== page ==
Sometimes we have to forgive even if we don’t know the reason behind their actions. The forgiveness is not for them but for us to be able to move on and understand that sometimes people are not going to act the way we want them to. This is what led me to forgive her and send her a message of congratulations. This was freeing to me and a message to her that despite not being friends anymore I’m still proud of the things you’ve accomplished. This was our plan as friends in the first place. We were to help each other do the important work in the community and politics. So I’m proud and still being the person and friend I’ve always intended to be, but from a distance.
Although this release of anger and openness to forgiveness did not happen overnight. It did happen, and it felt good. It’s a process and not easy when you have to see this person often, but when you do the work on yourself and realize it’s more about them and not you. It’s easier to move on, forgive, forget and always be the bigger person.”
Chandra Brooks, is the Coach to Women who want to change the world and Author of Black, Brown and Political: Get Informed, Get Empowered And Change The Game. A book to empower communities of color to engage in politics and know their elected officials.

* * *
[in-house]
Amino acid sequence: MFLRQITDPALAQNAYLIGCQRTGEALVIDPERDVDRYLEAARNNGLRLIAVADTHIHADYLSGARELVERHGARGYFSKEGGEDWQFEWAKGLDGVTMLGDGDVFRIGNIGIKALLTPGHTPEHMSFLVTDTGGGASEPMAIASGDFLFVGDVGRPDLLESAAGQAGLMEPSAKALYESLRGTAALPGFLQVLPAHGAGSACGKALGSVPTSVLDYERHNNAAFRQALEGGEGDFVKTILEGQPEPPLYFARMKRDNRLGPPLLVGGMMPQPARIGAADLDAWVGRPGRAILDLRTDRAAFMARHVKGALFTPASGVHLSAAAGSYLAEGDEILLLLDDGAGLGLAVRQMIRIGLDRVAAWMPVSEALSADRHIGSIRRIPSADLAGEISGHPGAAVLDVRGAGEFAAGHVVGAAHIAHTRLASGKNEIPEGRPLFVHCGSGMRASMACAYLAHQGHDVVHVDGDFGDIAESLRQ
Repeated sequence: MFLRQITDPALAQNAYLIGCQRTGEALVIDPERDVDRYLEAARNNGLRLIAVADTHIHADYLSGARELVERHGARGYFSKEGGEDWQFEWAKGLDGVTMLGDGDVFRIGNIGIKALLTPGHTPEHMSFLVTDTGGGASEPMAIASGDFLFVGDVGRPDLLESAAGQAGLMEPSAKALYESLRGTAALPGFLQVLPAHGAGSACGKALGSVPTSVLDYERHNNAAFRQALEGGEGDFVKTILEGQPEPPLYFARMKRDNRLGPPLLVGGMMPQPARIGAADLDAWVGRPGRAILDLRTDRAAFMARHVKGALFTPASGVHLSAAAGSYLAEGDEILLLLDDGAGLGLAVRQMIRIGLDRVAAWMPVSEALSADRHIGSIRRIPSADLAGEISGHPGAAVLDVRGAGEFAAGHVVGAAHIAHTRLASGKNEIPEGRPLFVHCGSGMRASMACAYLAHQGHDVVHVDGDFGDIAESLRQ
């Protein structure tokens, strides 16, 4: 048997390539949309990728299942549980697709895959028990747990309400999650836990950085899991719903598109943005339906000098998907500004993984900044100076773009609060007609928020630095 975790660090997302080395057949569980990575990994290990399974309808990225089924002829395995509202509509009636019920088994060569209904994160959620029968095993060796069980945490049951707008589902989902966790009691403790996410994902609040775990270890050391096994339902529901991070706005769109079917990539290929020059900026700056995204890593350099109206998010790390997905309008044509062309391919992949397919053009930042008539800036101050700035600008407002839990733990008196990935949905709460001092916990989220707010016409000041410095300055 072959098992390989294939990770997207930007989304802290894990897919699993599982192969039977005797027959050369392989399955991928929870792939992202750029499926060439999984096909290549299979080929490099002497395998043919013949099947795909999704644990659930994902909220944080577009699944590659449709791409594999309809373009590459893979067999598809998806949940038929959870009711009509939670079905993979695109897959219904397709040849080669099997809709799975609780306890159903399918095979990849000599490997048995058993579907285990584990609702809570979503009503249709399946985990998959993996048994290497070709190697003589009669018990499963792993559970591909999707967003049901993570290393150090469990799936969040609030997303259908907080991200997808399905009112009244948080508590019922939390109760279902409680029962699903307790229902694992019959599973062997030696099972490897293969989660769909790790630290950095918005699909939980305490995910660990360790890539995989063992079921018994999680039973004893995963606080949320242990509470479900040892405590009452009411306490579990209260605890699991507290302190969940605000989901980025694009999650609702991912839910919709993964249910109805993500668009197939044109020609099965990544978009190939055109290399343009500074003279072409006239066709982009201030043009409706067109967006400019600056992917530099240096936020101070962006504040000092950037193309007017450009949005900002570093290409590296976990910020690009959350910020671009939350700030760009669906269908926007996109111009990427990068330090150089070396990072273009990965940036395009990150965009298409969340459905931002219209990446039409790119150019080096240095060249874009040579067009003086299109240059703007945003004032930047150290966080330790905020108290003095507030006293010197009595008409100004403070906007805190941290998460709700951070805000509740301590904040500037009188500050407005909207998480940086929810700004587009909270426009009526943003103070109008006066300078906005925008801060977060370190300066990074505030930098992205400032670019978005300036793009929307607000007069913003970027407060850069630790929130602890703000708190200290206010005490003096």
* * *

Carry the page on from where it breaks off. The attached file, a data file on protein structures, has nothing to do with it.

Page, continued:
“As a result of my father’s alcoholism, I had to assume a parental role as a teenager up through my late 20’s. I harbored a great deal of resentment towards him and wanted him to admit to his alcoholism and the negative impact it had on me as well as our family.
I’ve learned that everyone’s reality is different and that I can only control my own. I’ve learned that forgiveness is crucial to individual growth and development.
I may never get an apology from my father and that’s okay.
I realize when you forgive someone it releases the pain and it frees you. When you hold on to anger and resentment that weighs you down and keeps you stuck in the past. When you are stuck in the past that prevents you from moving forward.”
Jacqueline Kaba-Harrison is a Women’s Empowerment and Self-esteem Coach for Women of Color. She helps Women of Color to realize their potential through self-esteem building, purposefulness and accountability.
“I should have…”
For years, these three words haunted me. A phrase full of judgement, shame, and blame for the day that I trusted someone else instead of listening to my gut and getting a second opinion. A decision that resulted in a sharp decline in my health.
Forgiving another person can feel like a momentous task, one complete with righteous anger and resentment for the wrong we believe that was done to us. But what if you feel that anger and resentment toward yourself. How do you forgive yourself?
My path to self-forgiveness came when I decided to change how I was talking to myself.
When I found myself saying or thinking,
“I should have…” I replaced it with “I love myself even though…”
This new way of talking to myself became both an act of self-love and an invitation to forgive that I could finally accept.”
Carol Chevalier is an Intuitive, Energy Healer, and Mentor. Carol helps women to let go of limiting beliefs, fears, and self-sabotaging behaviors so they can lovingly step into their own divine power and live a magnificently, unapologetic life.
There you have it.
Three incredible women sharing their individual experiences on the complexities of forgiveness and how it can shape our lives.